Morrow County Chronicles  

September 1982 Vol I

Morrow County Historical Society


Some of the people who took part in the early day rodeos were Jack Ayers, Billy Straight, Eddie Sheridan. They were the ones who promoted them, I think. They had them down in Woodward’s barnyard where Lena used to be. They rode broncs and used their own saddles. They took up a collection here, and Ad Moore sawed the two by sixes. I don’t know who furnished the timber. They built three corrals, one large one and two small ones up where Hughes’s grain elevator is now. Then the rodeos, I guess, kind of petered out here and they had them in Heppner, far as I can remember.

The first ones were at the stockyards. There were no corrals or fences. They brought the horses down and turned them loose. No eight second rides those days. As long as they bucked, you rode! When they quit bucking, they shot the gun and picked them up. After the bronc riding, in late afternoon or evening, they would have races right on Main Street (Heppner). They called them match races. I suppose somebody was betting on each horse. I believe the street was just dirt.

Next, they started the rodeo where the grounds are now. I don’t think they had any barns then. Probably some lean-tos until the late 1920’s. It was very primitive with maybe a fence. After the CCC was in there and left, they turned some of those buildings into barns. The first saddles they used for bronc riding were their own. The first broncs were saddled “in the arena” as best they could. Sometimes flat on the ground with the feet tied. The rider got into the saddle and the horse was let up. The first saddles were their own. In the 1930’s sometime, the Heppner Rodeo Association had saddles made by Gene Noble. They were Association saddles, as known now. The first two the Association had made, I remember.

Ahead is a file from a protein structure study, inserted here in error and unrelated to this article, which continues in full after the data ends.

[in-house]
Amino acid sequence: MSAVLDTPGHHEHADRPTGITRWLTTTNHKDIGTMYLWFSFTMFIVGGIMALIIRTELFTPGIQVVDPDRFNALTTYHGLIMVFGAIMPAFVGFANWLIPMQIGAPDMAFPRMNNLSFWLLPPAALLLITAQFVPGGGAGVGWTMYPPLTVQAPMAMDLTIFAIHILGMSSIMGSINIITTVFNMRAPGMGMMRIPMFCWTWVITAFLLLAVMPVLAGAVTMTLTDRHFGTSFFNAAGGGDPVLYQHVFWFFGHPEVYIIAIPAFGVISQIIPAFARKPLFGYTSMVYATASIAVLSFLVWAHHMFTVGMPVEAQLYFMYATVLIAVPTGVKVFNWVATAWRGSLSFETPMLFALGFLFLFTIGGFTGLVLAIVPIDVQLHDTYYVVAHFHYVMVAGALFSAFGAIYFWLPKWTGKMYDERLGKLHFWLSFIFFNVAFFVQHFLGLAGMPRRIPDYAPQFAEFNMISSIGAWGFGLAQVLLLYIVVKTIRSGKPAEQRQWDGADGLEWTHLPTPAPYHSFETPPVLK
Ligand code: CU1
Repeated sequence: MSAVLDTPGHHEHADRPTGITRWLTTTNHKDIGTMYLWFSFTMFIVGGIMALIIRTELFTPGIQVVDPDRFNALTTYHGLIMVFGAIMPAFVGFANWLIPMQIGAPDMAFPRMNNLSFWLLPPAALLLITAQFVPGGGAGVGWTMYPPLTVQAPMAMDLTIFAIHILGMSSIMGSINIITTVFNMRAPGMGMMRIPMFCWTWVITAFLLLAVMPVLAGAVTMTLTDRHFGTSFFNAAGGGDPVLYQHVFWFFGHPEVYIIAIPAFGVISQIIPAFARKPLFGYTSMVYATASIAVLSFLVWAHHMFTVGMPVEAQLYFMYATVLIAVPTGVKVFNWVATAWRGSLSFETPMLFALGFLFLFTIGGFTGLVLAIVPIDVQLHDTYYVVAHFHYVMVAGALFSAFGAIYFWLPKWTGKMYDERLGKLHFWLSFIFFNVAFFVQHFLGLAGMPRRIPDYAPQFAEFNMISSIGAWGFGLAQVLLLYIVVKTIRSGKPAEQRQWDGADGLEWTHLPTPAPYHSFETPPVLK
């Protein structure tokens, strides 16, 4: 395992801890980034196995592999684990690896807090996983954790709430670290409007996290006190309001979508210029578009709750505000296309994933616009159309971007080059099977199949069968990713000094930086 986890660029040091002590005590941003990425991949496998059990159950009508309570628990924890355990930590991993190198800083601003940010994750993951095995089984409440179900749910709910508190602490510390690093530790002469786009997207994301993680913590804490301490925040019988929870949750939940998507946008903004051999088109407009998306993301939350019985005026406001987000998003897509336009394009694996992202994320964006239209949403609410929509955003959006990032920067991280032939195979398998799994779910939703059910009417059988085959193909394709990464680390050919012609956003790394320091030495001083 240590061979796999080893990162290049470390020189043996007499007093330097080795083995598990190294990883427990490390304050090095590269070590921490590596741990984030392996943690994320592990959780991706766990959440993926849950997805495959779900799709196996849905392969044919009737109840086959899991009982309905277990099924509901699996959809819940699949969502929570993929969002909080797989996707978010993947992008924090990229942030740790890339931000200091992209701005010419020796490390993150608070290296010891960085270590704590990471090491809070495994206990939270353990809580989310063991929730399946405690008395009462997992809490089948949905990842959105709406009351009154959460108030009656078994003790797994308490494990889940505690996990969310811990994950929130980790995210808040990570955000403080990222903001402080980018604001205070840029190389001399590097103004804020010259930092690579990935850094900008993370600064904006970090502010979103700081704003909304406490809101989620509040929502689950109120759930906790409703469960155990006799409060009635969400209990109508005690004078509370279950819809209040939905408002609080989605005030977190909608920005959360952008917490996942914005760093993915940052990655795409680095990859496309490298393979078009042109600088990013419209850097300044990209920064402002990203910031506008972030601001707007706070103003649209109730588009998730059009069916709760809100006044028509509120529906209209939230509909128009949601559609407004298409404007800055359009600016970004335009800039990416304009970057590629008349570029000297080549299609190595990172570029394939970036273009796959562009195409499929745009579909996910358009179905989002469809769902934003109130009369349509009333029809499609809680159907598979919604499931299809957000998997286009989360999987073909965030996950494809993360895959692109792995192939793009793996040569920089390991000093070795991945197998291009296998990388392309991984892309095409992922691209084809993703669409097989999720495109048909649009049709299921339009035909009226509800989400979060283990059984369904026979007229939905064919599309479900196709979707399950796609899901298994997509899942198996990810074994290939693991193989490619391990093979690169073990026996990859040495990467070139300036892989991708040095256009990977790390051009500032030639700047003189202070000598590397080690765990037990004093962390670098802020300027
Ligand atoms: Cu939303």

Herb French rode one that summer and I rode the other one to limber them up for the rodeo that fall. If somebody had a bad horse, they’d bring him in and pay someone $5 or $10 or whatever to ride him.

Then Heppner went to purchasing their own horses. They had quite a number at one time. Johnny Kenny would keep them in the spring and summer and work them. They’d bring them in for the 4th of July rodeo at Ukiah, then again in the fall for the Heppner rodeo, and then they’d take them to Pendleton for the Roundup. Heppner at one time had some pretty good horses. I remember a black horse, and one they brought out of the John Day country they called, “Colored Boy.” The people sat on the hillside to watch.

The Indians used to come over and ride and rope. They brought race horses from the reservation.

At first they just had bronc riding. Then they had steer roping, and then calf roping. Eventually, after they got these Texas Longhorn steers, they went to bulldogging.

From the time the rodeo was moved out to where it is now, up until the last of the 1930’s, Len Gilliam was the secretary and treasurer. McNamer was the president of the rodeo for several years. There’s something I’ll never forget about McNamer. If the cowboy came to town and didn’t have any money to get to the next rodeo, he would give him money.

Recorded by Jerry Brosnan
Submitted by Inez Erwin

(submitted  for Morrow Co. US Gen Web by Berniece Thornton)

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